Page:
Innovation et gestion de programmes synchronisée et collaborative pour les nouveaux programmes
Toolcraft is a pioneer of forward- looking technologies, such as 3D metal printing and the construction of customized turnkey robotics solutions. Toolcraft tests and develops innovative engineering processes for use on production lines. They are a supplier of high-quality parts to various industry original equipment manufacturers (OEM) in medical, automotive, aerospace, electronics and other industries.
MBFZ toolcraft GmbH (toolcraft) offers many manufacturing services, including metal laser melting, robotics, injection molding and mold making, turning and milling, spark erosion, engineering, measuring and testing. Metal laser melting is of particular significance.
Founded in 1989, toolcraft started as a one-man operation in a garage with a used three-axis machine. They have grown to approximately 350 employees with more than 70 computer numerically controlled (CNC) machines. Toolcraft supports industries such as aerospace, medical technology, semiconductors and automotive.
In 2011, toolcraft purchased its first additive manufacturing machine. An early entrant in the 3D printing sphere, toolcraft now possesses ten powder bed additive manufacturing machines, and is advancing to powder nozzle technology. In addition to 3D printing, toolcraft offers the entire process chain starting from design and ending with nondestructive testing on the part. All told, toolcraft offers a seven-to-nine step print process to their customers, all under one roof.
In 2011, additive manufacturing was more closely associated with prototyping. A high volume of tests needed to be performed to be successful, and toolcraft used four software solutions to finish the process.
Looking to pare down the process, toolcraft turned to Siemens Digital Industries Software, which offered the ability to use one software solution to perform every task in the process chain. This is particularly valuable with aerospace, medical technology and semiconductor customers as they insist on traceability.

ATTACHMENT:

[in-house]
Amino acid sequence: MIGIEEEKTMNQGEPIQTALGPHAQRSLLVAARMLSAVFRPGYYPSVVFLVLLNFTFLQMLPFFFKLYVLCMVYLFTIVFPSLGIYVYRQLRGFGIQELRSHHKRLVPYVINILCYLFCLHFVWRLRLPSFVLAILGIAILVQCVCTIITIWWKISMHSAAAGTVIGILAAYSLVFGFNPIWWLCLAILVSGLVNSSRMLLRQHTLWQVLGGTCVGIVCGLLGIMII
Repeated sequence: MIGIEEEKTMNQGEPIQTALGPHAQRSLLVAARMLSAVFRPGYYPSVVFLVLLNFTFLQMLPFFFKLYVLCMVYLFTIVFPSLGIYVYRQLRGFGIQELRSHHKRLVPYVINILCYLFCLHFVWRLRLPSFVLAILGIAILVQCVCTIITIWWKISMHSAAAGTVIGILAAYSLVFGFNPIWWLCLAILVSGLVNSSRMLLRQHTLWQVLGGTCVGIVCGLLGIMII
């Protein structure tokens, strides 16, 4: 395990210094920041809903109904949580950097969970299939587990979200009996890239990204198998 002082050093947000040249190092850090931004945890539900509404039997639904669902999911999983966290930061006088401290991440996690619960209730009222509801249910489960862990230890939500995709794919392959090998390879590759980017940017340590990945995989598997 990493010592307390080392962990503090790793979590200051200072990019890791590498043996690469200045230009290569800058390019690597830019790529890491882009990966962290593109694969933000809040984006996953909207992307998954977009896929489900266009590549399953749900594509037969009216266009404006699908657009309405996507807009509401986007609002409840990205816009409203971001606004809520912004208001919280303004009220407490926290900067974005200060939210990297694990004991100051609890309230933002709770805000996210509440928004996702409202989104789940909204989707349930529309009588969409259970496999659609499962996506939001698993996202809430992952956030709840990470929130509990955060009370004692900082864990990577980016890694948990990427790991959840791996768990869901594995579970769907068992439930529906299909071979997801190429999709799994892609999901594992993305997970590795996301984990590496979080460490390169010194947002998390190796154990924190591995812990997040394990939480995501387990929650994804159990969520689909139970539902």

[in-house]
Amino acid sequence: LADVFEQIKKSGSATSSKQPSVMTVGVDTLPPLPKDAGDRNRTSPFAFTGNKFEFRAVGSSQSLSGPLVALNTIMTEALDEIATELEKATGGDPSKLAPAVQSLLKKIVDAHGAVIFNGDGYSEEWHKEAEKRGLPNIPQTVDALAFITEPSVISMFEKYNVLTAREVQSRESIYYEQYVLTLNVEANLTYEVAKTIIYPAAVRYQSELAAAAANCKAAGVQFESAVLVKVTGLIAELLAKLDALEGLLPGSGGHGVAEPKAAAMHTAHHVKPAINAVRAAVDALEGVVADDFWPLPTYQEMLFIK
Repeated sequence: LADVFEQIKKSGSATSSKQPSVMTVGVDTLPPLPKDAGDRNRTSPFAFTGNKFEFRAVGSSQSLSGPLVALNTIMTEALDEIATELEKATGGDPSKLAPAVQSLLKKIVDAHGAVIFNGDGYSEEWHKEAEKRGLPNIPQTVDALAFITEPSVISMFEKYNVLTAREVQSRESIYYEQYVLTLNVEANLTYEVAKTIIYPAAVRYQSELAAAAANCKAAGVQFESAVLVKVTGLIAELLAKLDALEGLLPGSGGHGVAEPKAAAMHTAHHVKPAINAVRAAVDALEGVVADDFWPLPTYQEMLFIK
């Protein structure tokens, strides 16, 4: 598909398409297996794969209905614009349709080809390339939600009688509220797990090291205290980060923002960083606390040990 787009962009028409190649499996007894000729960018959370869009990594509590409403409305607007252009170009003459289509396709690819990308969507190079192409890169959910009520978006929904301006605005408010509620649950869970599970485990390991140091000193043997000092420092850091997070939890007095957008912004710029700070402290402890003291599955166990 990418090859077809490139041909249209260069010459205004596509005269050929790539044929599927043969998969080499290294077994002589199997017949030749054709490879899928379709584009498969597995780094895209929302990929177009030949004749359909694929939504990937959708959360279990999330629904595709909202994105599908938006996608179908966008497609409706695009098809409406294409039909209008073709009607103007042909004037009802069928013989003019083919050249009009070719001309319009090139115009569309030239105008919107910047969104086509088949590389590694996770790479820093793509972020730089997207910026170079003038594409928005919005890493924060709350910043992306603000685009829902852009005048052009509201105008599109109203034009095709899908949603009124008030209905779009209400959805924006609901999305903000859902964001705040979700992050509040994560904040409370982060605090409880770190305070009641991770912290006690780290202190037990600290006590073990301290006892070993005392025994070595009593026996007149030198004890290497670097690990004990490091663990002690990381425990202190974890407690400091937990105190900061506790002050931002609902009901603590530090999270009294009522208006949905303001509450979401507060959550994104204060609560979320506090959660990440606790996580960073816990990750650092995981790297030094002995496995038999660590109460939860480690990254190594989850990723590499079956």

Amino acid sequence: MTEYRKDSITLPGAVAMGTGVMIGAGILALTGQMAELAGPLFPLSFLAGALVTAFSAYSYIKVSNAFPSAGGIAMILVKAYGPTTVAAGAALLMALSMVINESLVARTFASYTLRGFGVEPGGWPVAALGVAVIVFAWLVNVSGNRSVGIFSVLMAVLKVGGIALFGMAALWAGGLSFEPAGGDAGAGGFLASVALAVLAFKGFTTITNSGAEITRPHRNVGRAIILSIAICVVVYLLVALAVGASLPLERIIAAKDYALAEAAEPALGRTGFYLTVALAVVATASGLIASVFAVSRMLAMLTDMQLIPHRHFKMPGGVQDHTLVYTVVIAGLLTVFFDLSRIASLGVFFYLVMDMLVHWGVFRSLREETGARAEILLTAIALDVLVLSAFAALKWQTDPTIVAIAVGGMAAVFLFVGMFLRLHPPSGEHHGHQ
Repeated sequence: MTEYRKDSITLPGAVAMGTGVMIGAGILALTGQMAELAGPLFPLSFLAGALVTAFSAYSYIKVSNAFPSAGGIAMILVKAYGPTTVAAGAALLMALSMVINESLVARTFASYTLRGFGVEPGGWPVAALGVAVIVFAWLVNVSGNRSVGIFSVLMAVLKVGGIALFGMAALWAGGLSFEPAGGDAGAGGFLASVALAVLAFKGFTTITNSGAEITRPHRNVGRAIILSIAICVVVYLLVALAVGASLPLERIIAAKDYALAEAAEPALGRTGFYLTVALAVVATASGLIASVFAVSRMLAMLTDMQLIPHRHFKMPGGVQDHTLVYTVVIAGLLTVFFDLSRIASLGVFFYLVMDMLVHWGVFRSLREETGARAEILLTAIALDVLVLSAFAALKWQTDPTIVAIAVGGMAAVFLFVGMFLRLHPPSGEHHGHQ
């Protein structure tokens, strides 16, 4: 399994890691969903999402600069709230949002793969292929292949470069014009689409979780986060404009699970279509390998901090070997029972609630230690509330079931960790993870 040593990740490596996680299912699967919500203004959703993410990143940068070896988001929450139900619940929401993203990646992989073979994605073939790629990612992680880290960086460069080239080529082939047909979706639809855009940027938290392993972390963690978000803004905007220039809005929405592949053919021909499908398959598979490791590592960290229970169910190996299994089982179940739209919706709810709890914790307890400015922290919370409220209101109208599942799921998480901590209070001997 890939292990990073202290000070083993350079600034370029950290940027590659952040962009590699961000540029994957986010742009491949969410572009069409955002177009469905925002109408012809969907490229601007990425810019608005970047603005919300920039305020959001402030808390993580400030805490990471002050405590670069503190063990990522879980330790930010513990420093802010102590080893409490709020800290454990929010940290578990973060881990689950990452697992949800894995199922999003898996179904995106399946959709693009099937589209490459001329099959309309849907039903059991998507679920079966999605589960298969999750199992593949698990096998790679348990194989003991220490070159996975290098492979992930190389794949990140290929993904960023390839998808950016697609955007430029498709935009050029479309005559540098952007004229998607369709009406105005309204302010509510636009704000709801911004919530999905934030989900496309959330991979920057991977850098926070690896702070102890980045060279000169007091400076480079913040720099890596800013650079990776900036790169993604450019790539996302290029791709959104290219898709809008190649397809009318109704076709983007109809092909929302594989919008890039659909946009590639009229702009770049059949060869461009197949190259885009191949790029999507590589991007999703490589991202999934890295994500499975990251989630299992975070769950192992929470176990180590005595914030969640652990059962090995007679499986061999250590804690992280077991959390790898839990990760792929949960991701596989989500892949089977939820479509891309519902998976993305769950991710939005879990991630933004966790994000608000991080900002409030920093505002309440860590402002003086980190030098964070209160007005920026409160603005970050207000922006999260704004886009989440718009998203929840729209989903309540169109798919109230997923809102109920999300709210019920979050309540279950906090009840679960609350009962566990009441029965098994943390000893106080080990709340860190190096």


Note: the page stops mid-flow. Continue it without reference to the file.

When preparing additive manufacturing parts, there are several versions of a part created to complete the process. First, the 3D data are received from the customer, then toolcraft begins the process of modifying it. Toolcraft optimises the component with FEM calculations and topology optimisation in terms of weight and cost savings. In addition, the designer generates support structures, does oversizes on surfaces and changes angles in order to be able to build the component optimally in the machine. They then have a modified part that goes directly to the 3D printer. After the part has been printed, the support structures are removed and the component is finished by machining. Subsequently, the finished part is optically and tactilely measured. Non-destructive surface testing according to Nadcap is also possible.
“With Siemens’ NX, we work with only one file along the process chain,” says Ralf Domider, engineering and simulation metal laser melting at toolcraft. “There is less complexity. You can work in less time and have a lower error rate. That’s the main advantage of NX. With Siemens’ NX, we can supply all of these systems and all of these machines – Trumpf, EOS and Concept Laser.”
Siemens’ NX™ software solutions provide toolcraft with the desired traceability as the full digital thread is in one software tool. With NX, it is easier to communicate with other departments if there are any changes on the computer-aided design (CAD) models. Since using NX, toolcraft has realized significant improvements in quality and accuracy. In addition, it is much easier to communicate model changes because design, additive manufacturing and machining are in one software solution.
“We see that with Siemens’ NX, this is only the beginning,” says Christoph Hauck managing director, toolcraft. “We have high expectations that in the future a lot of our problems will be fully solved by Siemens.”Toolcraft envisions their business evolving from powder bed additive manufacturing to full five-axis additive manufacturing, and expects to look to Siemens again as these future capabilities are added to their manufacturing processes.